Sans reached a hand for Frisk, but let it fall. They’d taken on a matter of fact tone, distant from the subject. Sans could almost believe they were talking about two people unrelated to them. For Frisk, that couldn’t be true, but for Sans and what he knew of time travel, the him that the human befriended so long ago may well not be him at all.

“So I thought maybe if I could change things around you, maybe you wouldn’t want to die. But there were so many things to change. I started getting the idea that there were other monsters I needed to save too, because you couldn’t be happy without them. And then, when I got to know them more, I…I couldn’t be happy without them, either.”

They looked up.

“I tried so hard, Sans. I tried so, so hard.”

They cried with big, gulping tears, hugging their royal cape around themself like a cocoon.

“I wanted…to save him…so bad!”  

Sans felt his soul swell with something hard and deep like a primal memory, the shadow of a family that never was. The oldest memory of them all. He finally came forward to hold the human and ‘shh’ their tears. They rubbed their wet eyes on him.

“I didn’t want to kill him. I wanted to find a way. I didn’t want to kill anyone! But I was too, too tired, and too…stupid!”

“Shh, no, kiddo. You did your best. Sometimes you…can’t. I know. I’m sorry.”

“I loved him so much, Sans! Why wouldn’t he change too!” 

Sans held them tight, trying with all he had in him to squeeze out the sadness and the impossible.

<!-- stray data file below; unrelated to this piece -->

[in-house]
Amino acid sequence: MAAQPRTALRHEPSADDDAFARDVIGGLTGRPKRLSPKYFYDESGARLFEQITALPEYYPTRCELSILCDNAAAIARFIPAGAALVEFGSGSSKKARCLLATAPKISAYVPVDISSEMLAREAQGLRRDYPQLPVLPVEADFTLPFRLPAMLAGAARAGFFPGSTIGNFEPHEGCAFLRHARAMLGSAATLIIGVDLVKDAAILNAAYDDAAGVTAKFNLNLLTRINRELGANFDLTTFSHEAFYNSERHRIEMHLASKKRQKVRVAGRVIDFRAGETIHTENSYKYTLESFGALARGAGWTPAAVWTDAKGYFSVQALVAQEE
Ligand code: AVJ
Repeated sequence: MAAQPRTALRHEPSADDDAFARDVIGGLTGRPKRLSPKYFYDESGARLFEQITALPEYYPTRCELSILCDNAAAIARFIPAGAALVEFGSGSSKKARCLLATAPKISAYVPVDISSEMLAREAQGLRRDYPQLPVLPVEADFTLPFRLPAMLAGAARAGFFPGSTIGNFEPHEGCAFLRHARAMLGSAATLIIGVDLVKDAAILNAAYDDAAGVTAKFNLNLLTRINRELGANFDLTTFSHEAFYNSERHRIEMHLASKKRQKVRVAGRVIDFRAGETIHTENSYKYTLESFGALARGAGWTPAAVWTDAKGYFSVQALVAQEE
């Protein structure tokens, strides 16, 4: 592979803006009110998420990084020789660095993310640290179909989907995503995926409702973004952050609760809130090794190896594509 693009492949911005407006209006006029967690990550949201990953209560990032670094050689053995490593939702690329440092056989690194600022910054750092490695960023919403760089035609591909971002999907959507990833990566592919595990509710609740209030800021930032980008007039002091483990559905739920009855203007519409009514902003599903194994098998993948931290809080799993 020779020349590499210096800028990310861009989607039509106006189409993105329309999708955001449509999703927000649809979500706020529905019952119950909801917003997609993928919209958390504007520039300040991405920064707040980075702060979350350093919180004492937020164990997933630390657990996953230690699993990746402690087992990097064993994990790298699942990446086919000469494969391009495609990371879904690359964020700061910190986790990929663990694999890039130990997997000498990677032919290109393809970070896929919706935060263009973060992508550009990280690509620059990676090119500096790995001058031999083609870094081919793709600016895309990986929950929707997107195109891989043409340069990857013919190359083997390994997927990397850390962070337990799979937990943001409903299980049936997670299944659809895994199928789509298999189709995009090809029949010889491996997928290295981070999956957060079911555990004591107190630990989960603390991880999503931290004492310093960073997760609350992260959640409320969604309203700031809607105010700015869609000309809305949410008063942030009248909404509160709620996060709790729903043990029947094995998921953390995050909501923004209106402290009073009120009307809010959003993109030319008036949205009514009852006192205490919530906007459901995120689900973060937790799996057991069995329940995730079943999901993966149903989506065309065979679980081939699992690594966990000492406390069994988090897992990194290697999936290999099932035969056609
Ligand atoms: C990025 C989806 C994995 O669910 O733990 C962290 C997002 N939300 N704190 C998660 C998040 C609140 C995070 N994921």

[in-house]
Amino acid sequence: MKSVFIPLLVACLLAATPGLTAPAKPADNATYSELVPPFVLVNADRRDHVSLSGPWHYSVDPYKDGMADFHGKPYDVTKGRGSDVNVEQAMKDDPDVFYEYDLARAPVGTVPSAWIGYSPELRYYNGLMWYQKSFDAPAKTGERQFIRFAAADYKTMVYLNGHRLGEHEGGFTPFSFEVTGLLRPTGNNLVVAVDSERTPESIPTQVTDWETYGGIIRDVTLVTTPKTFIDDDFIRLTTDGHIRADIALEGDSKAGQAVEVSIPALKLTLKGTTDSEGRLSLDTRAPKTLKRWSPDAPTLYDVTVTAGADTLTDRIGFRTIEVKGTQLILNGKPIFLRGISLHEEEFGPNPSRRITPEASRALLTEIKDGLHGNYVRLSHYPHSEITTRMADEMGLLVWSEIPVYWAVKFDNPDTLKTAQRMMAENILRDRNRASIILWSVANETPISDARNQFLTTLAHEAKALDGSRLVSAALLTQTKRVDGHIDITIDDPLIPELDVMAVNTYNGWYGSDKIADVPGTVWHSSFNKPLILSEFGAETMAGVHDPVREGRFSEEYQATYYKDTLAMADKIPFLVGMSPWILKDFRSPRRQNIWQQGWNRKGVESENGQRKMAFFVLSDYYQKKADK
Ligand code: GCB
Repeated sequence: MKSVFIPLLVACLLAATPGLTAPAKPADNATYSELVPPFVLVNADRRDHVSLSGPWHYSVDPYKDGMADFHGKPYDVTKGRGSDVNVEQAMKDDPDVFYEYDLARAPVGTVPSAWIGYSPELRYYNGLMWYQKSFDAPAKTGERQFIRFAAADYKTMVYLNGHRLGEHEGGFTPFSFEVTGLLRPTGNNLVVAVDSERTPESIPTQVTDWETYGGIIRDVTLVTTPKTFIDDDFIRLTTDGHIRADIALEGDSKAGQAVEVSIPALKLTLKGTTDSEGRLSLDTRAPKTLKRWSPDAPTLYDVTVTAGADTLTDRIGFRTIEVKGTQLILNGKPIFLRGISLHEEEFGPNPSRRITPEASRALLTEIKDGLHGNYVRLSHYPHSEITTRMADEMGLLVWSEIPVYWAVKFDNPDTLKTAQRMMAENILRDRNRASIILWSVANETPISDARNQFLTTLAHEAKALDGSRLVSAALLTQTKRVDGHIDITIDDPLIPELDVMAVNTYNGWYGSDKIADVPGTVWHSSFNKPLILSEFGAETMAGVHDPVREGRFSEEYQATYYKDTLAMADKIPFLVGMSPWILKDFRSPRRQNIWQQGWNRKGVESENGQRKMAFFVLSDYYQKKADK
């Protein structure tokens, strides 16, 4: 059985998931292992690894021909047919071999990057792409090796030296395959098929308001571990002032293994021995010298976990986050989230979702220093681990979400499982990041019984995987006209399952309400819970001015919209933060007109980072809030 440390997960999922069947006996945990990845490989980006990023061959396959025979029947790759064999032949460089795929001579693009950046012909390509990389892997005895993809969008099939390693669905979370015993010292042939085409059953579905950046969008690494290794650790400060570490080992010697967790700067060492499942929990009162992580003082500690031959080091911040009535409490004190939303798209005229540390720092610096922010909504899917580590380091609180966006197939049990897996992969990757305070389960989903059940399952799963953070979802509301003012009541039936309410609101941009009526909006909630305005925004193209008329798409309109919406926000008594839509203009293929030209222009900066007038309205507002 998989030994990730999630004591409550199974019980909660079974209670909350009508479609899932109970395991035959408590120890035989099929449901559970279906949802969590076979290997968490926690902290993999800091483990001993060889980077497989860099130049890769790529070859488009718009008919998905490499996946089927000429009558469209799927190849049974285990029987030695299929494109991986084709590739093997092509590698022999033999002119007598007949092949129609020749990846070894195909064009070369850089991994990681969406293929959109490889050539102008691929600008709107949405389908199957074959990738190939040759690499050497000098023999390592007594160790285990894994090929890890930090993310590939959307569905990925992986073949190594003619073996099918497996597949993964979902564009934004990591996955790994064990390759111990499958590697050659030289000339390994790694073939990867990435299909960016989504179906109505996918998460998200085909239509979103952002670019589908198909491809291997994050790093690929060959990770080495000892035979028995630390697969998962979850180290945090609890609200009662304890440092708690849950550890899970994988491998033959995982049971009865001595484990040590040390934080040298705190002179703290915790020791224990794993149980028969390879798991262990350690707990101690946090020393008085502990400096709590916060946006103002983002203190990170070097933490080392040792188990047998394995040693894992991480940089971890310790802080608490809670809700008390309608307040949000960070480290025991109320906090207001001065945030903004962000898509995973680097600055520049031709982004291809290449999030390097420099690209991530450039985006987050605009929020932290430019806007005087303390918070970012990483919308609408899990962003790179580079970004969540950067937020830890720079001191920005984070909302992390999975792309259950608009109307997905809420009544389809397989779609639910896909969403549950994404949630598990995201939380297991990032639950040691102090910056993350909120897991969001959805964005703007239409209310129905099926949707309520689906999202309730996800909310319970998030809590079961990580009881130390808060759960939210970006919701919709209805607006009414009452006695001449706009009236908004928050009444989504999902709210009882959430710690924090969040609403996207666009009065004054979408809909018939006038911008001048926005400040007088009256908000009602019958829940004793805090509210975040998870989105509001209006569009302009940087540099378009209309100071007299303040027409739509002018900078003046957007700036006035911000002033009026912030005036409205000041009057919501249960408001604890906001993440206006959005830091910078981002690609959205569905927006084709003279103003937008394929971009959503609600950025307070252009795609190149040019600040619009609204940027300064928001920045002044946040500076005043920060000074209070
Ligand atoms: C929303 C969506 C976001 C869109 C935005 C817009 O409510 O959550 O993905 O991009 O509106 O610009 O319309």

Maybe Sans shouldn’t trust them, but. It didn’t feel like it mattered, whether Frisk had changed for real or not. Sans didn’t have a way to look into their heart. Their actions had quantifiably changed, at least. There was nothing to be said about their past. They’d already done more to repent than most monsters did in a lifetime. As for the present, Sans had certainly benefited from their actions. Who was he to judge?

“You did more for him than anyone coulda asked of you, sweetheart. You can’t make their choices for ’em.”

Frisk wailed and gasped in Sans’ hold until eventually they calmed, or maybe just wore themselves out. They nudged their head into Sans’ shoulder.

“Sans. I’m so glad that you…I’m sorry it took me so long. I’m sorry.”

They were looking a little better than the last time Sans saw them, their eyes just a bit brighter, but they still looked so incredibly tired. Sans ran a hand through their hair, tucking a strand back behind their ear.

“I’d put up with a lot for you, kid.”

The child fixed Sans with a look that was a bit too knowing.

“Sans…we’re not doing any of it again. Nothing’s gonna repeat again.”

Sans’ soul squeezed. There was something buried, something Sans was still too afraid to name, but needing this child to be in his life felt like a close way to put it. Maybe it did hurt sometimes, but a little pain felt like an acceptable price to pay in the end.

“The future’s ahead of us, huh?” 

It was then Sans noticed the color of their eyes. Not the same dim red as before, a muddy brown had taken over with only splotches of sparkling red left. It hadn’t occurred to Sans that eyes could be different colors at all—no one he’d ever met had had anything other than red. Sans thought that mud might be the most beautiful color he’d ever seen.